GLOBAL VISIONS FILM REVIEW: Unfocused Peace Out fails to save Peace River
Out here in conservative land, the Global Visions Film Festival is about as hippie-dippy-trippy as a film fest gets.
But what is Global Visions all about? At its heart, the annual documentary festival, which runs at venues around the city for the next four days, is a celebration of the cerebral. Pretty much every documentary in the festival is steeped in a sense of humanism, all well-intentioned but with some decidedly off-the-mark entries as well.
The Global Visions Film Festival continues through Sunday at the Metro Cinema and other theatres. Here’s the first of selected reviews:
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PEACE OUT – Directed by Charles Wilkinson, Canada, 80 minutes, Metro Cinema, March 1, 7:30 p.m. – Named Most Popular Canadian Documentary at the 2011 Vancouver International Film Festival, this look at the struggle between energy and the environment in Peace River Country has good intentions, but is ultimately flawed due to the filmmaker’s approach, which doesn’t properly frame the film’s purpose until the last 20 minutes and provides few answers to the middle-ground not interested in hyperbolic arguments.
Instead, it takes the very modern and largely useless approach of trading off quotes between polar opposites in a debate that has much room for compromise: how much of our environment are we willing to sacrifice to produce energy? Most of the time the film amounts to little more than a polemic debate between environmentalists and business people over damage to the peace country, in the short term, and the planet in the long term.
Of course, life isn’t as black and white as saying “we can or we can’t.” It’s not at trite as filmmaker Charles Wilkinson’s suggestion that we’re willing to sacrifice the health of future generations so we can have another iPod. It’s not as simple as saying that “nuclear waste would be contained on site,” then playing spooky music, without discussing what “contained” even means.
In other words, pollution and energy production are broad, difficult issues to understand with respect to technological limitations, social development and environmental impacts . Without respecting that complexity and including those broad details, there’s not much point having the debate. The very reason a documentary like Charles Ferguson’s Inside Job, on the 2008 financial meltdown, worked is precisely why this one doesn’t do its job: it fails to take a forensic approach of breaking complex underlying subject material down so that it can be easily understood.
We can generally take it for granted that local people don’t want a nuclear power plant in their backyard. Living next to a potential problem is not, in and of itself, a qualification for judging the scale of that problem, or how to deal with it.
If the question is how much we consume as societies when we’re told it might harm others, spending so little of the film discussing that question seems underproductive.
Of course, the polemic approach betrays the filmmaker’s own bias. He presents interviews from both sides, but there’s no doubt throughout that he’s opposed to energy expansion. And there are plenty of injections of that bias throughout. Both science and business, for example, are presented as having entirely unified fronts, which isn’t true.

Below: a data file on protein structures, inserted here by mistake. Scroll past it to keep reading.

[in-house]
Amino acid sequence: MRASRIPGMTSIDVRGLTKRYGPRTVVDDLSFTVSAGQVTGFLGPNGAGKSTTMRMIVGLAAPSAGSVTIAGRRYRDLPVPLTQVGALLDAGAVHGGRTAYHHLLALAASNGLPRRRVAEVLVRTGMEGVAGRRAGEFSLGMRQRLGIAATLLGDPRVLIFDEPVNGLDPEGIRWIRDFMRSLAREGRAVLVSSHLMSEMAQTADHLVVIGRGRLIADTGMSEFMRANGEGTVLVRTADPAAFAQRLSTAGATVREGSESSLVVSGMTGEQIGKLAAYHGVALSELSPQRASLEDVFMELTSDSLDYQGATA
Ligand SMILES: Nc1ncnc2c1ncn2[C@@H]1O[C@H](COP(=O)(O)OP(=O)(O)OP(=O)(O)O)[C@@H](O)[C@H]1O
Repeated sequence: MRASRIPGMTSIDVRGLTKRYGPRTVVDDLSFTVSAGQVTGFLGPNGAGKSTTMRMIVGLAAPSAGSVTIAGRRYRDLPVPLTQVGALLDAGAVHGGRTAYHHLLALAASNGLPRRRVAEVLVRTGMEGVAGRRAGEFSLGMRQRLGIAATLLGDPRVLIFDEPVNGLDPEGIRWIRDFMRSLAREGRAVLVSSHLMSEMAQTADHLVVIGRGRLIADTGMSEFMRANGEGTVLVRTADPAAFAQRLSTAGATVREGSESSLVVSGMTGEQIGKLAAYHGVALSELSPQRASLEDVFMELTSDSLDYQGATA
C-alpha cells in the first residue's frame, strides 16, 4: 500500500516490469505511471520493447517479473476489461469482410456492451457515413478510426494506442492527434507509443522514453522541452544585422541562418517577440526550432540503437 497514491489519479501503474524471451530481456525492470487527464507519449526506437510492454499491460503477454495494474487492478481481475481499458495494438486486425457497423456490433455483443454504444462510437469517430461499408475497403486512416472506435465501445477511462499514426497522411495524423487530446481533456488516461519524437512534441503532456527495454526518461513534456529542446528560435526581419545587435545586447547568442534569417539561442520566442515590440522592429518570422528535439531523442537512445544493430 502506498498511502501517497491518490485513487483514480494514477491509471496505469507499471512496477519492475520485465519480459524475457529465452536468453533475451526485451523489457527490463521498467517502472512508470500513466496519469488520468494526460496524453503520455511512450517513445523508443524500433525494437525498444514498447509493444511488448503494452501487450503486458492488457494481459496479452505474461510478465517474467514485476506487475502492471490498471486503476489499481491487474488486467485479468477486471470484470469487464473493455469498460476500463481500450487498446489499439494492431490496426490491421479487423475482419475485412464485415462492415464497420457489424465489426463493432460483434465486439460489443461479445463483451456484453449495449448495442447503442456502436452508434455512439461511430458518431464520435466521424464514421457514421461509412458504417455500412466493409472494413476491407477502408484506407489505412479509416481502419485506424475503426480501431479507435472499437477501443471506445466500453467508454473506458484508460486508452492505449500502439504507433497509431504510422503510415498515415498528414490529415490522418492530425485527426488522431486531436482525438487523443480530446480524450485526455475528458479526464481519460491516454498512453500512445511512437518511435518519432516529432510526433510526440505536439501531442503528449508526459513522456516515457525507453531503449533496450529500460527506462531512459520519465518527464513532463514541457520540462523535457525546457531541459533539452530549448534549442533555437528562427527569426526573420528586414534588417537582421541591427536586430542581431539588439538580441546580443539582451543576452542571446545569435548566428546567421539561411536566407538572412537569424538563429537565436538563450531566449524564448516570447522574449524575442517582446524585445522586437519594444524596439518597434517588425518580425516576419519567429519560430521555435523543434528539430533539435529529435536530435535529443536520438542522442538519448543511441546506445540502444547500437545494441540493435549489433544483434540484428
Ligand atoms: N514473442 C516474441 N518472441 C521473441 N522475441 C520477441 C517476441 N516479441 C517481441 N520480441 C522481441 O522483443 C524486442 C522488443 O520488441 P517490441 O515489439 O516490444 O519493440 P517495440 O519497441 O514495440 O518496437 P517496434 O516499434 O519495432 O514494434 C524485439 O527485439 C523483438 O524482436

Having said all of this, human behaviour is largely an exercise in defending beliefs from which we deride the anxiety-reducing joy of group security, without ever having actually rationalized those beliefs. So if you’re already convinced mankind’s self-interest can now be exercised with such damaging power that the ecosystem – and, consequently, humanity – is utterly doomed without massive intervention right now, you may think this documentary is great. But social evolution, human progress, and our ability to pull ourselves back from the brink time and again suggests otherwise, that we never get to that point of doom, that society slowly moderates towards a compromise position. And maybe, in the defence of the pathologically fact-lacking early intervener, that’s because of people who care enough start yelling the ol’ metaphorical “fire!” before the smouldering planter actually bursts into flames and takes out the porch.
The real value in Peace Out comes in focusing on the potential loss of the upper Peace River valley in B.C. to flooding due to damming. To the filmmaker, that’s just one element of a larger “ecological nightmare.” But the real humanity in the film – the loss of people’s farms and of the sheer beauty of the valley to produce power for people thousands of miles away, much of which might just be sold to the U.S. – unfortunately only gets about 30 minutes of time. That’s the film’s greatest flaw: in trying to excite broad outrage to multiple environmental causes, it diffuses its impact to the point of being hyperbolic. It’s a film that will largely only be seen as effective or convincing by those already converted.
Had it focussed singularly on the destruction of that valley for the dam, the loss of nature and life and beauty inherent to that decision? Well, it might have stopped it from happening. And that would sure beat the hell out of preaching to the converted.
(More Global Vision film reviews to come.)